An introduction to birding Fraser's Hill


Red-bearded Bee-eater, Black-eared Shrike-babbler, Fire-breasted Flowerpecker and Fire-tufted Barbet: the list of species goes on with continuous excitement seemingly forever. Indeed, there are few places in the Far East where the feeling of anticipation to see something excellent is so frequently rewarded. Whether it is your first or fiftieth visit to this exquisite hill resort, the buzz builds as you wind up the endless hairpins from the ubiquitous palm plantations of the lowlands into the cool tranquility of the mountain forest.

For many years, Malaysia has been high on the list of countries to visit for anyone with more than a passing interest in birding outside the UK; and rightly so, with over 720 species recorded and a modern, cheap and efficient tourist infrastructure, birding can be exhilarating without breaking the bank. For detailed instructions on when to go, how to get there, accommodation and costs, refer to the sections at the end of the article.

For a country that boasts so many excellent birding areas - Danum Valley and Mount Kinabalu on Sabah, Gunung Mulu in Sarawak and Taman Negara on the peninsula - why single out Bukit Fraser for this article?

It may sound obvious, but Malaysia is hot - not a "nice day at the coast" kind of hot, but a constant, relentless, draining heat that leaves you exhausted and sweating if you're daft enough to be out in it. The wet season brings some relief, but torrential downpours are hardly ideal birding conditions and birding in lowland rainforest can be painfully slow; long muddy hours trudging dark trails apparently devoid of any life other than biting insects, leeches and the constant screaming of cicadas.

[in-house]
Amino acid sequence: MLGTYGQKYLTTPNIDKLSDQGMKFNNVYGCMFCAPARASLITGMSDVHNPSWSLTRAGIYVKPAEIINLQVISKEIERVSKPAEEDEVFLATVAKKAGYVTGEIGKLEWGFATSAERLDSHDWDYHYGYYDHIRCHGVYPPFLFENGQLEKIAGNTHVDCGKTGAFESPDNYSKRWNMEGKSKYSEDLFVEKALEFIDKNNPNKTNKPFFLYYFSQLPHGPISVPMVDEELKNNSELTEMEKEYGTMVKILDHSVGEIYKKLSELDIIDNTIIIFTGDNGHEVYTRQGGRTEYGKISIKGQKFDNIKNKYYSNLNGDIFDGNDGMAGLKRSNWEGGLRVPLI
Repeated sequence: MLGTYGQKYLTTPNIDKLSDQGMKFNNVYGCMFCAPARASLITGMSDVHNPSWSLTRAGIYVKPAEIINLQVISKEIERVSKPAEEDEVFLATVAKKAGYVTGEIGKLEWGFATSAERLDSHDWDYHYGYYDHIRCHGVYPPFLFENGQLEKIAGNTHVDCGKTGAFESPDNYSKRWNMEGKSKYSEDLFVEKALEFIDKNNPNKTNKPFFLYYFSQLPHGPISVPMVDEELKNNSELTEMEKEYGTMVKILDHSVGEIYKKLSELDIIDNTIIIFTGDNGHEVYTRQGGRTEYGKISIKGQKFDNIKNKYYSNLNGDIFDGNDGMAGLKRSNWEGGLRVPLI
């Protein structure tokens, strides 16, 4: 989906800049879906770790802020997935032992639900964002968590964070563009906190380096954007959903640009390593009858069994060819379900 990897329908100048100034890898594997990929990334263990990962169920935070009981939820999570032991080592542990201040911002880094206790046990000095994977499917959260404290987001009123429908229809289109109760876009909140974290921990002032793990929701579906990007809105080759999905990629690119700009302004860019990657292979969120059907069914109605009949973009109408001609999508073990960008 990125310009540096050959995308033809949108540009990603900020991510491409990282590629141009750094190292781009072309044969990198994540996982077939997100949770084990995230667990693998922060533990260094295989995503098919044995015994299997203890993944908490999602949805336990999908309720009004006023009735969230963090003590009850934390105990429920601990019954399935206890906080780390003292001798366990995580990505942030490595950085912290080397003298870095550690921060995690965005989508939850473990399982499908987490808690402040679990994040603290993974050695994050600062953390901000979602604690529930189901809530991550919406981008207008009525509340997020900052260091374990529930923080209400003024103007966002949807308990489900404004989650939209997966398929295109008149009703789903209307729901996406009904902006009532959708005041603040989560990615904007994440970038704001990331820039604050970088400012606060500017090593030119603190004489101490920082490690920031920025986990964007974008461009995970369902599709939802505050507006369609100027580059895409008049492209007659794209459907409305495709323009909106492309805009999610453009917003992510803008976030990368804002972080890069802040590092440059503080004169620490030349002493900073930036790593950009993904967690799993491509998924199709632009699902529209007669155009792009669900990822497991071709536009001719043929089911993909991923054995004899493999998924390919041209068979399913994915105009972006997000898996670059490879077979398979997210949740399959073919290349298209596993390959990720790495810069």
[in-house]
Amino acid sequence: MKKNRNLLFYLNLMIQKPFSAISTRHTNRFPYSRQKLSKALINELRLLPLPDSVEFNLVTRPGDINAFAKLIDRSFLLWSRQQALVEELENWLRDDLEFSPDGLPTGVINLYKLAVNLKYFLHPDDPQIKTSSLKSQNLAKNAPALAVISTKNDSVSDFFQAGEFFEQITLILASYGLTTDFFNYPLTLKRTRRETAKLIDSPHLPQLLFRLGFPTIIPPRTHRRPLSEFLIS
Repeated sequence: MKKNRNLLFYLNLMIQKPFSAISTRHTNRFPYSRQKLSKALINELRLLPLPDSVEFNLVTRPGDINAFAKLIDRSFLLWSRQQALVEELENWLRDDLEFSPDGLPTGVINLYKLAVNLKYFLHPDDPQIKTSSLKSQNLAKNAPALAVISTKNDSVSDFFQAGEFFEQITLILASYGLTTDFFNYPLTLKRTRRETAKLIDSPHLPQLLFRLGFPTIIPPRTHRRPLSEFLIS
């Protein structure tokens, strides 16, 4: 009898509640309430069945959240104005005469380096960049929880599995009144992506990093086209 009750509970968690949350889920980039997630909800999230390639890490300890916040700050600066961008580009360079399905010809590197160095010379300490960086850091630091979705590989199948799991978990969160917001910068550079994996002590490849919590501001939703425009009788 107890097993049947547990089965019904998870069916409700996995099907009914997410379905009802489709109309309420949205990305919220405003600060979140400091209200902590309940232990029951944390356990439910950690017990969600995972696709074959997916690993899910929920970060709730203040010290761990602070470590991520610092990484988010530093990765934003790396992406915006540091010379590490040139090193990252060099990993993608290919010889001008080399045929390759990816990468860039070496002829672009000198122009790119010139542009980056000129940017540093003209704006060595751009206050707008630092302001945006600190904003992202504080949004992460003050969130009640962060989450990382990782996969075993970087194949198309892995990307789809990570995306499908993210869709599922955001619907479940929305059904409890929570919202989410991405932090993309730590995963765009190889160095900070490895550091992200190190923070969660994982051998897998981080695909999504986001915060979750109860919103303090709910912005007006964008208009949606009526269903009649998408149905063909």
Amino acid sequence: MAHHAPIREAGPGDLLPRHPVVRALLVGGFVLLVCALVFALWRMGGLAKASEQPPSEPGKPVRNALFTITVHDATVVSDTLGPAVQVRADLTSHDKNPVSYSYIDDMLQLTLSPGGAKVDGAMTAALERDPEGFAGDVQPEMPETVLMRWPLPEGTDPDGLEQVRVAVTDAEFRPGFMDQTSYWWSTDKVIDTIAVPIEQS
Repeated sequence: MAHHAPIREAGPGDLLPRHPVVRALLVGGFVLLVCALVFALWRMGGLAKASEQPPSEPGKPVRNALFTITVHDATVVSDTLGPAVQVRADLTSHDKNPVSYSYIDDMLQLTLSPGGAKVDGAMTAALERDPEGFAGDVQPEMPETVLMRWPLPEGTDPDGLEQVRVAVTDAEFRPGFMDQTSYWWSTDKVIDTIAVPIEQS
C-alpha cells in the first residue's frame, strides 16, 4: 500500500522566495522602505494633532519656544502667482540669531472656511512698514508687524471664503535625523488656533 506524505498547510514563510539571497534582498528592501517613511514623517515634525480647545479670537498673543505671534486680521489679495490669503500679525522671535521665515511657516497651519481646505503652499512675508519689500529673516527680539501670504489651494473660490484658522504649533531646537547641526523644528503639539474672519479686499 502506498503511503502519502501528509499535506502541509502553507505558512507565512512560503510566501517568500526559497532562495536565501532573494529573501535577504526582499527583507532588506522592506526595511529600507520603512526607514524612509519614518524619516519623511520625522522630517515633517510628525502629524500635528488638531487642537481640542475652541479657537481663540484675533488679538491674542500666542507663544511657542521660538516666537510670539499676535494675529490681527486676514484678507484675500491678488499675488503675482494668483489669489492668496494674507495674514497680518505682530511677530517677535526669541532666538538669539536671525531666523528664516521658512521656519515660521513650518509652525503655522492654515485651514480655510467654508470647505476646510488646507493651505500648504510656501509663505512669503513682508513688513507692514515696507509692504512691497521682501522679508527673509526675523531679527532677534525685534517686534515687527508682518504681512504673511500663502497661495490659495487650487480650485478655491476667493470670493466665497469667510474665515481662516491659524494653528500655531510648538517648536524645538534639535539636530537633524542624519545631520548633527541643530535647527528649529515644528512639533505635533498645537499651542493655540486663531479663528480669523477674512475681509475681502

Fraser's Hill (Bukit Fraser), perched at about 4300 feet above the sweating plains of Peninsular Malaysia, is considerably cooler, with the temperature rarely exceeding 24°C. As you wander along the roads at dawn hearing your first Fire-tufted Barbets, you'll be glad of a light jumper. For those intent on suffering, there is a network of trails that will supply the leeches, and for any chance of seeing gems like Orange-headed Thrush, Rusty-naped Pitta or White-tailed Robin, into the pit you will have to go! Thankfully, a large number of Malaysia's mountain birds can be enjoyed by sticking to the extensive road system, enabling you to get excellent views of species usually confined to the canopy.

Blue Nuthatch: One of the many stunning species to be found on Fraser's Hill. (Photo: Alister Benn)

Bird waves are the way it works up here. A totally quiet stretch of foliage can be transformed into a frenzy of 30-50 birds comprising up to 15 different species. With little warning you are suddenly under pressure to put names to as many as you can before all too quickly they are gone, and you are left with your empty bushes again and the memory, or photograph, of something amazing. And that's the way it is: there is no single site where you are guaranteed to see something, the whole area is worthy of thorough exploration, and superb birds such as Long-tailed Broadbill, Red-headed Trogon and Blue Nuthatch are just as likely to be seen on the outskirts of town as on one of the remote trails.

Black-throated Sunbird (Photo: Alister Benn)